Bathers

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Gerhard Richter-Badende (Bathers) 1967
As I noted in my previous post on the extraordinary German artist Gerhard Richter (see The Reader) his constant re-invention, technical mastery and breath of subject matter has created a body of work without parallel in contemporary art.

He has also shown an constant engagement with and re-visioning of the work of the Old Masters, including Vermeer, Titian and Ingres. Badende, featured above, takes as its starting point Ingres’s The Turkish Bath, one of the most sensual and erotic paintings ever, while Kleine Badende below references the same artist’s The Small Bather. Grey is to Richter what blue was to Yves Klein (Dreams of Desire 48 (Blue), however the smudged obscurity of Badende actually accentuates the erotic possibilities inherent in the scene. Richter’s third wife Sabine Moritz is the model for Kleine Badende, painted in the blurry photo-realistic style that he is justifiably famous for.

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Gerhard Richter-Kleine Badende (Small Bather) 1996
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56 thoughts on “Bathers

      1. Alright, home now. Had a closer look. It really does infer that there are all sort of shenanigans going on now doesn’t it? You do know how to find them. The second painting is lovely – not quite as photo real as the Reader but still… I will have to go look at more of his work.

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  1. I like them! I’m going to look up the inspirations. Meg is right, those bathers on top are up to no good. 😈 The bottom painting is lovely and subtle. Very nice.

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      1. Yeah, I’ll look them up. So him calling it the same as the blue guy (I’m so sorry, I’m horrible with names) meant that he was doubly inspired?

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      2. Hmm, funny- Ingres’ Small Bather is facing the other way. But they both have the hair thing. And I looked reeeeeal close at Ingres’ bath one and only see one pair of ladies touching. They are both very suggestive of things to come. Give those ladies another half hour and watch out! 😁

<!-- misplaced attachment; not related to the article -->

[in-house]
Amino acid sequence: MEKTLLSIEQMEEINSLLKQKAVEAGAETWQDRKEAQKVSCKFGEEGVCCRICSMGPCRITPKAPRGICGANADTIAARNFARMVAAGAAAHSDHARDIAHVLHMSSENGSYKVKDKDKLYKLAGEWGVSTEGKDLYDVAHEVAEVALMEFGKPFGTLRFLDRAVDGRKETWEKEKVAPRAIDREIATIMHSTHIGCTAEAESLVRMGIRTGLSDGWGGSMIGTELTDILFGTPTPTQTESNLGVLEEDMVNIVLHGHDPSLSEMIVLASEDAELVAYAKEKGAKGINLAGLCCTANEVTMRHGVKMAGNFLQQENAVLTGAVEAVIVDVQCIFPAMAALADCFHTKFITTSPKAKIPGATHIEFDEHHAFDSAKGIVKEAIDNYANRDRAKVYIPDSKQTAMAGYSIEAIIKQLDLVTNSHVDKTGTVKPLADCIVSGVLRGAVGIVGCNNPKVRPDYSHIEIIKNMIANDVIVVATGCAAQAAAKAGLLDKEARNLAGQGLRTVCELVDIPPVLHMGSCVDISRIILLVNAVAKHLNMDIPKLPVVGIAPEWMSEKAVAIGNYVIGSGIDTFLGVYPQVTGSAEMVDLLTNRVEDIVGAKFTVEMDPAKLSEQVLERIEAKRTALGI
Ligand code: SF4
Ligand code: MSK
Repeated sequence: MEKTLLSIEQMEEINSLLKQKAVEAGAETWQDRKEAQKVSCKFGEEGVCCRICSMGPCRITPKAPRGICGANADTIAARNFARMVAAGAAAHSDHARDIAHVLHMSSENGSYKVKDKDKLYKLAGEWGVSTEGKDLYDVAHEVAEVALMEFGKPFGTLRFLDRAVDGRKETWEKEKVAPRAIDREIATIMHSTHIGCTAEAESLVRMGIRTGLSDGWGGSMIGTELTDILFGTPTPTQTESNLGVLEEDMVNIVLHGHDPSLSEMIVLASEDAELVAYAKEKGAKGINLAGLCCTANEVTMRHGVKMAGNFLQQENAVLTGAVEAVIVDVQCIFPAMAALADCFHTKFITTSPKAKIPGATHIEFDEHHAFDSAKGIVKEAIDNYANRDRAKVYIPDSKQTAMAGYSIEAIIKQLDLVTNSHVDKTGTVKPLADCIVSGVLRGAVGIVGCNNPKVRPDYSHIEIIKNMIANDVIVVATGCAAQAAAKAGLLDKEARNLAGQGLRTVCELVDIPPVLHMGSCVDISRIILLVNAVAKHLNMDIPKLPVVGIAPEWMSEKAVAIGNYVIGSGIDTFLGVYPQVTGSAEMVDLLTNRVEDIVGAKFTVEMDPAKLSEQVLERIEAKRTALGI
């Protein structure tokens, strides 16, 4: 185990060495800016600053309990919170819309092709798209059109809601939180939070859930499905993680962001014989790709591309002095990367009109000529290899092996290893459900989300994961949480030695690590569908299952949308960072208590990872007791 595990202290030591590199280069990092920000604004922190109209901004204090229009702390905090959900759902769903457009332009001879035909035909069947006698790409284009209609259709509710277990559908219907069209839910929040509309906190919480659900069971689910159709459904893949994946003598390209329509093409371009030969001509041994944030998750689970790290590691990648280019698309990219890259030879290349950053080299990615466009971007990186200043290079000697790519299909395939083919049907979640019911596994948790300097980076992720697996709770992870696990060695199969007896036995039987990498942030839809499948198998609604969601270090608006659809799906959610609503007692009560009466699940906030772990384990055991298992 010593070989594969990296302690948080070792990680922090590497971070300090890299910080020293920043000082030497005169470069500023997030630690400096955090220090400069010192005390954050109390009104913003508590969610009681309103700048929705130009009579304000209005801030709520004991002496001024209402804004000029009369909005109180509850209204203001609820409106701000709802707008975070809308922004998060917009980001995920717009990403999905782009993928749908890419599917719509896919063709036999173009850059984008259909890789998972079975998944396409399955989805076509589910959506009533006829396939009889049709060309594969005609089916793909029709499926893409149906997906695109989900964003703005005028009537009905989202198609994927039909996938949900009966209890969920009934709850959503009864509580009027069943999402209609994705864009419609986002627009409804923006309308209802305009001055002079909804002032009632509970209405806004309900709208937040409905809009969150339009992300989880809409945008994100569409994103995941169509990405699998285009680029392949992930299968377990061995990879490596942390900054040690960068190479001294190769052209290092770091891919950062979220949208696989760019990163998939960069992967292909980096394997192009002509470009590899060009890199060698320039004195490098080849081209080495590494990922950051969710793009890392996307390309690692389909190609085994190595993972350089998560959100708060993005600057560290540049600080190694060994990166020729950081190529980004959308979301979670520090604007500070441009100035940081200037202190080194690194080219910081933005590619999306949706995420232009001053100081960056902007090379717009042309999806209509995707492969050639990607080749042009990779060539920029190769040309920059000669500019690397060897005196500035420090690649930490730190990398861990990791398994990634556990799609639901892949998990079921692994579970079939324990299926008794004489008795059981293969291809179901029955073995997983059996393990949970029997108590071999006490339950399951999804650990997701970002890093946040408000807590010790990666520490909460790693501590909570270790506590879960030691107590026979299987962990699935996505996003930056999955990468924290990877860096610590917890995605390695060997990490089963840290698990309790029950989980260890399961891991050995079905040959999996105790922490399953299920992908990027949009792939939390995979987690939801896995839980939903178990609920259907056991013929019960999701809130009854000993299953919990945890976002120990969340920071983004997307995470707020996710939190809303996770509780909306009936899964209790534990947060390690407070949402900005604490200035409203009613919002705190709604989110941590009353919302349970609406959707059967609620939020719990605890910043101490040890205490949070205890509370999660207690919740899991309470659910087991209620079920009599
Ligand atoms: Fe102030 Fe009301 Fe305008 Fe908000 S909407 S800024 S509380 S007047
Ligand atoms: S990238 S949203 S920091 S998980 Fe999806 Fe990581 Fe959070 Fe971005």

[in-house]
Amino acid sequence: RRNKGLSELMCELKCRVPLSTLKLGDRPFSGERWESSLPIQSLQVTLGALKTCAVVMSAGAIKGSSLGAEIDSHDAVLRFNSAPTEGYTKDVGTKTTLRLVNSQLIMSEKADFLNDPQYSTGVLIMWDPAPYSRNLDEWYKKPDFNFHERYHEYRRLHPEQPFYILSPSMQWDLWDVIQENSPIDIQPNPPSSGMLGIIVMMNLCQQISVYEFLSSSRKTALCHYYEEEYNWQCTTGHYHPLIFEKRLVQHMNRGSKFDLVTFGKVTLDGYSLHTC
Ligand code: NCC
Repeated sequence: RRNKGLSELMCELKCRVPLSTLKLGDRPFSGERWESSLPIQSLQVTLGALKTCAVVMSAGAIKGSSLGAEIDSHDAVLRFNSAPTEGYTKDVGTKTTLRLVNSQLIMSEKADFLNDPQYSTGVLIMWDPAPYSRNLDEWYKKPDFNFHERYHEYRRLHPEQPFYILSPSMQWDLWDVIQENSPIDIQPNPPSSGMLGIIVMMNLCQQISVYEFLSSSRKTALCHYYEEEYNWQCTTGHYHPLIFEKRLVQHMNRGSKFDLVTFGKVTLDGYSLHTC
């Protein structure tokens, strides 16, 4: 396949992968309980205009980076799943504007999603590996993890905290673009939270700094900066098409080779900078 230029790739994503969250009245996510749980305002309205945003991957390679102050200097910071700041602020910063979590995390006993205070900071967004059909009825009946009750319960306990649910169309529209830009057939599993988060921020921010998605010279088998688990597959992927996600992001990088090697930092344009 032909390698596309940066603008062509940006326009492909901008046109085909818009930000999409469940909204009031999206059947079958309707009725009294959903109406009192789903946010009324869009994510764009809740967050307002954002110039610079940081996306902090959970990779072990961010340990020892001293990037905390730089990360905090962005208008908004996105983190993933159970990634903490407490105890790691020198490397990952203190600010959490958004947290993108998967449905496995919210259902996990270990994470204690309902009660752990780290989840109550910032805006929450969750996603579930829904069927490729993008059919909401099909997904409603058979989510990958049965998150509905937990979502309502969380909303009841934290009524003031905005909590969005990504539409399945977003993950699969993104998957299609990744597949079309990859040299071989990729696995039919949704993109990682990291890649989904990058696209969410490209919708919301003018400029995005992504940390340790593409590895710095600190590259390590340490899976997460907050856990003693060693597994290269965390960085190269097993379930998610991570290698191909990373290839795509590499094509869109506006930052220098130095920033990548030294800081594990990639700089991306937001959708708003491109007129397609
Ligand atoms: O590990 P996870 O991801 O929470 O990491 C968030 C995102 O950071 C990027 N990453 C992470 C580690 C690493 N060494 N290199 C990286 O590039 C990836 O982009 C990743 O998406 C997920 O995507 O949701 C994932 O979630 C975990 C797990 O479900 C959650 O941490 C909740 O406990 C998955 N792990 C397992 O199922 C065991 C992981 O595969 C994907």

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      3. Of course! You worry too much, Mr. Cake. It’s a very good thing to give fun lessons in art. 😊 You know me, I like stuff like that.

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  2. I too hit blurry mode with my cartoons today: not sure whether it’s my eyes or the camera or the shakes. The originals aren’t blurry at all. I was going to re-shoot; however, having seen the effects created here, maybe blurry ain’t too bad after all.

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      1. Of course, it hasn’t. 🙂 But, really, we write what we want to, and in the end, it doesn’t really matter what other people think. I know that’s sometimes hard to practice in reality, but it’s important to stay true to your self regardless of how you think people perceive it. And I, for one, like you and what you share. ❤

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      2. The right people will come and stay, and we let the rest go. What I tell myself anyway. 🙂 Also, thought of your interest in unique photography when I posted my latest.

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      3. Phew. Thought maybe I’d offended you. I should know better than to think that, I suppose. I figured if anyone could appreciate a spontaneous photo session that involved sun and shadow play, you would.

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      4. Flattered. I’ll have to take your word for it. 🙂 It was unfiltered…that was the right angle for the sun at the right time on the wall. Hard to resist.

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